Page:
2014-10-10 Pretty printing Emacs Lisp code

Typing (E)lisp code in Emacs is great – the editor takes care of proper indentation etc. Sometimes, however, when debugging, you need to print a long and/or deeply nested list. This is the kind of situation when the pretty printer in pp.el comes handy.

There are quite a few functions defined there. C-h f pp- TAB is a good idea to learn about them. I’m going to write about two of them here.

pp-eval-expression takes one parameter: a (quoted) expression, for instance

(pp-eval-expression '(list "hello" "world"))

(If you tried (pp-eval-expression '("hello" "world")), you would obviously get an error, since Emacs would try to evaluate that list, and there is no function whose name would be the string (not symbol!) "hello". However, (pp-eval-expression ''("hello" "world")) works as expected.)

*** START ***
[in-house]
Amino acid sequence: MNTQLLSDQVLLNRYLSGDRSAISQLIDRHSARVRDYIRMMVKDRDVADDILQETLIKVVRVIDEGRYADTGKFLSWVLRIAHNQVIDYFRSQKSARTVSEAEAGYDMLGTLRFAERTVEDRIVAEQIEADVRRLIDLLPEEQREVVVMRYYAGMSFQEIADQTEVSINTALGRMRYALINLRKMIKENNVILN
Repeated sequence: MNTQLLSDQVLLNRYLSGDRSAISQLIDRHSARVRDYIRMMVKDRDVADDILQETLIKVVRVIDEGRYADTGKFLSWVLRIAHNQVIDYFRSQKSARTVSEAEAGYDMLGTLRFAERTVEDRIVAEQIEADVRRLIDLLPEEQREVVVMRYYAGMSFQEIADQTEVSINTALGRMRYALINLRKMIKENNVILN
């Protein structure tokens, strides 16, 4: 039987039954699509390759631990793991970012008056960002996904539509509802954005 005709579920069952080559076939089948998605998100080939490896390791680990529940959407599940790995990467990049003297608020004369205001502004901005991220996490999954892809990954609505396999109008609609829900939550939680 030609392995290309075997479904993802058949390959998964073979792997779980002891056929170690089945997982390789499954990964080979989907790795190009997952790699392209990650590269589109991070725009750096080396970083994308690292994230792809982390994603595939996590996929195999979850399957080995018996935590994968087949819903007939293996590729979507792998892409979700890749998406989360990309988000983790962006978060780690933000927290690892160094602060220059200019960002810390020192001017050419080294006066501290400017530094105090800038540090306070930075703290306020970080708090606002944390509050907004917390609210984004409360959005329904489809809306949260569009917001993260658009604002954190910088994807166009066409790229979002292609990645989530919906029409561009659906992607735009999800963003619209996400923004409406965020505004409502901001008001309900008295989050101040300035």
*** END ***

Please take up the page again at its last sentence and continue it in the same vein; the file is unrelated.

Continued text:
This function puts its output into a special (emacs-lisp-mode) buffer called *Pp Eval Output*, and is useful to get the result of calling some function pretty-printed. In order to display some fixed expression, one can either use the abovementioned double-quote trick, or employ another function from pp.el, namely pp-display-expression. It takes an expression and the name of the output buffer, so e.g. (pp-display-expression '("hello" "world") "tmp") pretty-prints this list in a "tmp" buffer (it gets created when nonexistent).

One caveat: this works all well for “hello world” examples, but for really complicated lists, it might be a good idea to set

(setq eval-expression-print-level nil)
(setq eval-expression-print-length nil)

The default values (4 and 12 respectively) put rather a tight limit on the displayed lists, and instead of nicely formatted content of some complicated data structure, you get annoying ellipsis. With nils as their values, there is no limit, so you get everything.

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